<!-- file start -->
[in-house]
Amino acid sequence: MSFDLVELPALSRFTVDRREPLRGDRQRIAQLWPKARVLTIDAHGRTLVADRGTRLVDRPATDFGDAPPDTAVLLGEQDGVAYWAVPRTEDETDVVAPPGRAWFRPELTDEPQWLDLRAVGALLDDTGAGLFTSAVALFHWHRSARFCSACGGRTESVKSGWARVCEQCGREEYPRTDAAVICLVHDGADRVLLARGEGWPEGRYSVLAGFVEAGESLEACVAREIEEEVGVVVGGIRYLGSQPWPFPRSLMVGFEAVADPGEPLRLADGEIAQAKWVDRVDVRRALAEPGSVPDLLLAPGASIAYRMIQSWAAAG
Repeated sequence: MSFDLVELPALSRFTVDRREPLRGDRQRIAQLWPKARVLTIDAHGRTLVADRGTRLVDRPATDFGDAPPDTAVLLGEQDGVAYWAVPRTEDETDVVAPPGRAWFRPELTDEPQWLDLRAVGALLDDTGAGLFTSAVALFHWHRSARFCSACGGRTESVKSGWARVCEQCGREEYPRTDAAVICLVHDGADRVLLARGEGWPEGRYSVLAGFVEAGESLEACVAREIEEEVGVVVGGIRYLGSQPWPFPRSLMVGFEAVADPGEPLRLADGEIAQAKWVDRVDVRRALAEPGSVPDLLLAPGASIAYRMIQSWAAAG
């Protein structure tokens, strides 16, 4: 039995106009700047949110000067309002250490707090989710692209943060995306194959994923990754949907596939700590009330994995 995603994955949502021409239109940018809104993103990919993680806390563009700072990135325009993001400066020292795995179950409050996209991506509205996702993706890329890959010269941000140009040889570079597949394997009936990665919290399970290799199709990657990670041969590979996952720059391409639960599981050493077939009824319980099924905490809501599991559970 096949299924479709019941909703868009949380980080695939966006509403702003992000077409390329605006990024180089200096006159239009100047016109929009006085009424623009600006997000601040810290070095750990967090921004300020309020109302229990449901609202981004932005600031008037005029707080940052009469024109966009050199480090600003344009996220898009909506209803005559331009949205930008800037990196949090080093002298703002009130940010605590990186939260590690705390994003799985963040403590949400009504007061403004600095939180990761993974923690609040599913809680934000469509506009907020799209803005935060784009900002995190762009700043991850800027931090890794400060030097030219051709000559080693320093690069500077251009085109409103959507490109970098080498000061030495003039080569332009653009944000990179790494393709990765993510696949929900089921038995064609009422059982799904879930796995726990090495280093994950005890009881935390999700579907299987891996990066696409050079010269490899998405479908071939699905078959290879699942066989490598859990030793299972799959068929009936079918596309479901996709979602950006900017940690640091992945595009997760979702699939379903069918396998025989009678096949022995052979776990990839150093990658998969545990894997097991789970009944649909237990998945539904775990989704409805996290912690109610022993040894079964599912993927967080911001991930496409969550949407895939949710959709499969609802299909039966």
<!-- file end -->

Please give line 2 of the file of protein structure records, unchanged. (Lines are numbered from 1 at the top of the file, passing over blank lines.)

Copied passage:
Amino acid sequence: MSFDLVELPALSRFTVDRREPLRGDRQRIAQLWPKARVLTIDAHGRTLVADRGTRLVDRPATDFGDAPPDTAVLLGEQDGVAYWAVPRTEDETDVVAPPGRAWFRPELTDEPQWLDLRAVGALLDDTGAGLFTSAVALFHWHRSARFCSACGGRTESVKSGWARVCEQCGREEYPRTDAAVICLVHDGADRVLLARGEGWPEGRYSVLAGFVEAGESLEACVAREIEEEVGVVVGGIRYLGSQPWPFPRSLMVGFEAVADPGEPLRLADGEIAQAKWVDRVDVRRALAEPGSVPDLLLAPGASIAYRMIQSWAAAG